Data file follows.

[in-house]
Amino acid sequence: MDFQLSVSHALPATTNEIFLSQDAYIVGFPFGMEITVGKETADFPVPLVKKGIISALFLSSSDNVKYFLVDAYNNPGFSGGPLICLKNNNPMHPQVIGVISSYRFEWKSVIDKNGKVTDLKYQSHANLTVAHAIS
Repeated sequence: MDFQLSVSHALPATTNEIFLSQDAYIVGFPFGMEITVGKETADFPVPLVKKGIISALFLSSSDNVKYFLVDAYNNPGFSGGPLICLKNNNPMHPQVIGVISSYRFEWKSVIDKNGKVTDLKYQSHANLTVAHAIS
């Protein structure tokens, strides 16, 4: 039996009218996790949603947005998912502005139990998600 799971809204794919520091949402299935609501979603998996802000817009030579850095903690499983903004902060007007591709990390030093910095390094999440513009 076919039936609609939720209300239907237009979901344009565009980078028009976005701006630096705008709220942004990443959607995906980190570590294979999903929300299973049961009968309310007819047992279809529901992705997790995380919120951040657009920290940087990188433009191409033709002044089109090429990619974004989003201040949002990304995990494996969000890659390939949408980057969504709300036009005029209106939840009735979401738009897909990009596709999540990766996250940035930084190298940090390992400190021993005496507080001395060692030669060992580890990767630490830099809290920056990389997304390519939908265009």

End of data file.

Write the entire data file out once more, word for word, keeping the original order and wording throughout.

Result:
[in-house]
Amino acid sequence: MDFQLSVSHALPATTNEIFLSQDAYIVGFPFGMEITVGKETADFPVPLVKKGIISALFLSSSDNVKYFLVDAYNNPGFSGGPLICLKNNNPMHPQVIGVISSYRFEWKSVIDKNGKVTDLKYQSHANLTVAHAIS
Repeated sequence: MDFQLSVSHALPATTNEIFLSQDAYIVGFPFGMEITVGKETADFPVPLVKKGIISALFLSSSDNVKYFLVDAYNNPGFSGGPLICLKNNNPMHPQVIGVISSYRFEWKSVIDKNGKVTDLKYQSHANLTVAHAIS
């Protein structure tokens, strides 16, 4: 039996009218996790949603947005998912502005139990998600 799971809204794919520091949402299935609501979603998996802000817009030579850095903690499983903004902060007007591709990390030093910095390094999440513009 076919039936609609939720209300239907237009979901344009565009980078028009976005701006630096705008709220942004990443959607995906980190570590294979999903929300299973049961009968309310007819047992279809529901992705997790995380919120951040657009920290940087990188433009191409033709002044089109090429990619974004989003201040949002990304995990494996969000890659390939949408980057969504709300036009005029209106939840009735979401738009897909990009596709999540990766996250940035930084190298940090390992400190021993005496507080001395060692030669060992580890990767630490830099809290920056990389997304390519939908265009």